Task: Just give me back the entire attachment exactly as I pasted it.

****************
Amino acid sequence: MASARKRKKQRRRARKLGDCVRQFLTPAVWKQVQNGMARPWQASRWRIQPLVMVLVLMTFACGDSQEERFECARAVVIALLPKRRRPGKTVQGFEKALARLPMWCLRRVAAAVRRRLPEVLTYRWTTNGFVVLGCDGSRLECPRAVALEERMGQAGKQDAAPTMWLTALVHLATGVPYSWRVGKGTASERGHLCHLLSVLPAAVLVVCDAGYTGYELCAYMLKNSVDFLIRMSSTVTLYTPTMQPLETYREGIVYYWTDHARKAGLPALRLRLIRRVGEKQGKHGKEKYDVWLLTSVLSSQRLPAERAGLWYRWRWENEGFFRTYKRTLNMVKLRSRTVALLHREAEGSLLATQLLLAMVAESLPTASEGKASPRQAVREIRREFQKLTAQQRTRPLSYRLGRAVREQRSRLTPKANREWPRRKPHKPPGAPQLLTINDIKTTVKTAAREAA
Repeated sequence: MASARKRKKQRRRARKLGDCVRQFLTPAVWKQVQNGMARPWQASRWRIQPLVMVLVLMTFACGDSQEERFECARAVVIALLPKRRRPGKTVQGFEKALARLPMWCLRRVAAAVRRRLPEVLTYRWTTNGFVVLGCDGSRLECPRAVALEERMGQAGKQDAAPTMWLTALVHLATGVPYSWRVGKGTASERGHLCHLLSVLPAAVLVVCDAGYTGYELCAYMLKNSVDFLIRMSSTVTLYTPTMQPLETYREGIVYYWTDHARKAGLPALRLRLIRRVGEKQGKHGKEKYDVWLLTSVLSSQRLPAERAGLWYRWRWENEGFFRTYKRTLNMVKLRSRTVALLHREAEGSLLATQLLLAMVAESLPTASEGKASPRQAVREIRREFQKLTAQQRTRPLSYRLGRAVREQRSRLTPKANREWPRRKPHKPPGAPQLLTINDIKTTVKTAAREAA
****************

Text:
Amino acid sequence: MASARKRKKQRRRARKLGDCVRQFLTPAVWKQVQNGMARPWQASRWRIQPLVMVLVLMTFACGDSQEERFECARAVVIALLPKRRRPGKTVQGFEKALARLPMWCLRRVAAAVRRRLPEVLTYRWTTNGFVVLGCDGSRLECPRAVALEERMGQAGKQDAAPTMWLTALVHLATGVPYSWRVGKGTASERGHLCHLLSVLPAAVLVVCDAGYTGYELCAYMLKNSVDFLIRMSSTVTLYTPTMQPLETYREGIVYYWTDHARKAGLPALRLRLIRRVGEKQGKHGKEKYDVWLLTSVLSSQRLPAERAGLWYRWRWENEGFFRTYKRTLNMVKLRSRTVALLHREAEGSLLATQLLLAMVAESLPTASEGKASPRQAVREIRREFQKLTAQQRTRPLSYRLGRAVREQRSRLTPKANREWPRRKPHKPPGAPQLLTINDIKTTVKTAAREAA
Repeated sequence: MASARKRKKQRRRARKLGDCVRQFLTPAVWKQVQNGMARPWQASRWRIQPLVMVLVLMTFACGDSQEERFECARAVVIALLPKRRRPGKTVQGFEKALARLPMWCLRRVAAAVRRRLPEVLTYRWTTNGFVVLGCDGSRLECPRAVALEERMGQAGKQDAAPTMWLTALVHLATGVPYSWRVGKGTASERGHLCHLLSVLPAAVLVVCDAGYTGYELCAYMLKNSVDFLIRMSSTVTLYTPTMQPLETYREGIVYYWTDHARKAGLPALRLRLIRRVGEKQGKHGKEKYDVWLLTSVLSSQRLPAERAGLWYRWRWENEGFFRTYKRTLNMVKLRSRTVALLHREAEGSLLATQLLLAMVAESLPTASEGKASPRQAVREIRREFQKLTAQQRTRPLSYRLGRAVREQRSRLTPKANREWPRRKPHKPPGAPQLLTINDIKTTVKTAAREAA